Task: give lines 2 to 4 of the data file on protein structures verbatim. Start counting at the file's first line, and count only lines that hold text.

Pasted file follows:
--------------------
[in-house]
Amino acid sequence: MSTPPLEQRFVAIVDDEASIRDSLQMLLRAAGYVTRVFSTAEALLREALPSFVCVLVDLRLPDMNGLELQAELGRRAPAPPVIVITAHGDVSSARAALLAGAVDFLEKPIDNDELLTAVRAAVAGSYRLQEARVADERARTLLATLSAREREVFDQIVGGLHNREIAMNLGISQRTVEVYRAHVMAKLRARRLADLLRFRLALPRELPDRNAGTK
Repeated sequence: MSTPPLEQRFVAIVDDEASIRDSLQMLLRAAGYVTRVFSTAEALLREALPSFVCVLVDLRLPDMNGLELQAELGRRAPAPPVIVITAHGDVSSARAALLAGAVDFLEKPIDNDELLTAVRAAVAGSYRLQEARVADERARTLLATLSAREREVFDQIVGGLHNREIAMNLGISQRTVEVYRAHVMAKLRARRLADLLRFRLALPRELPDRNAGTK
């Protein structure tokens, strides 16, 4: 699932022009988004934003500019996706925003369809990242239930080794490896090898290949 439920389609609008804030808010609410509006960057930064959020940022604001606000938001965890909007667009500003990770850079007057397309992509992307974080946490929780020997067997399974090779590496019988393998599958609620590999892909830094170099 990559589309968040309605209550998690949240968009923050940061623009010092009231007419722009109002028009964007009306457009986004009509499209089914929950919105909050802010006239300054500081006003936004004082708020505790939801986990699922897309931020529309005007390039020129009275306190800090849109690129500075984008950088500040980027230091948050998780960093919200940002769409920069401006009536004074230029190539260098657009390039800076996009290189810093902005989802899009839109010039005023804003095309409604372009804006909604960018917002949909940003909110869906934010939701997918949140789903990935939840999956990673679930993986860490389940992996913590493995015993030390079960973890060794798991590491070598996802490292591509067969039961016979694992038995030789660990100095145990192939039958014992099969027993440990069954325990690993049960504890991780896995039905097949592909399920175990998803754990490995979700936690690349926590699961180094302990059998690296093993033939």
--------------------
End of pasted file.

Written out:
Amino acid sequence: MSTPPLEQRFVAIVDDEASIRDSLQMLLRAAGYVTRVFSTAEALLREALPSFVCVLVDLRLPDMNGLELQAELGRRAPAPPVIVITAHGDVSSARAALLAGAVDFLEKPIDNDELLTAVRAAVAGSYRLQEARVADERARTLLATLSAREREVFDQIVGGLHNREIAMNLGISQRTVEVYRAHVMAKLRARRLADLLRFRLALPRELPDRNAGTK
Repeated sequence: MSTPPLEQRFVAIVDDEASIRDSLQMLLRAAGYVTRVFSTAEALLREALPSFVCVLVDLRLPDMNGLELQAELGRRAPAPPVIVITAHGDVSSARAALLAGAVDFLEKPIDNDELLTAVRAAVAGSYRLQEARVADERARTLLATLSAREREVFDQIVGGLHNREIAMNLGISQRTVEVYRAHVMAKLRARRLADLLRFRLALPRELPDRNAGTK
């Protein structure tokens, strides 16, 4: 699932022009988004934003500019996706925003369809990242239930080794490896090898290949 439920389609609008804030808010609410509006960057930064959020940022604001606000938001965890909007667009500003990770850079007057397309992509992307974080946490929780020997067997399974090779590496019988393998599958609620590999892909830094170099 990559589309968040309605209550998690949240968009923050940061623009010092009231007419722009109002028009964007009306457009986004009509499209089914929950919105909050802010006239300054500081006003936004004082708020505790939801986990699922897309931020529309005007390039020129009275306190800090849109690129500075984008950088500040980027230091948050998780960093919200940002769409920069401006009536004074230029190539260098657009390039800076996009290189810093902005989802899009839109010039005023804003095309409604372009804006909604960018917002949909940003909110869906934010939701997918949140789903990935939840999956990673679930993986860490389940992996913590493995015993030390079960973890060794798991590491070598996802490292591509067969039961016979694992038995030789660990100095145990192939039958014992099969027993440990069954325990690993049960504890991780896995039905097949592909399920175990998803754990490995979700936690690349926590699961180094302990059998690296093993033939």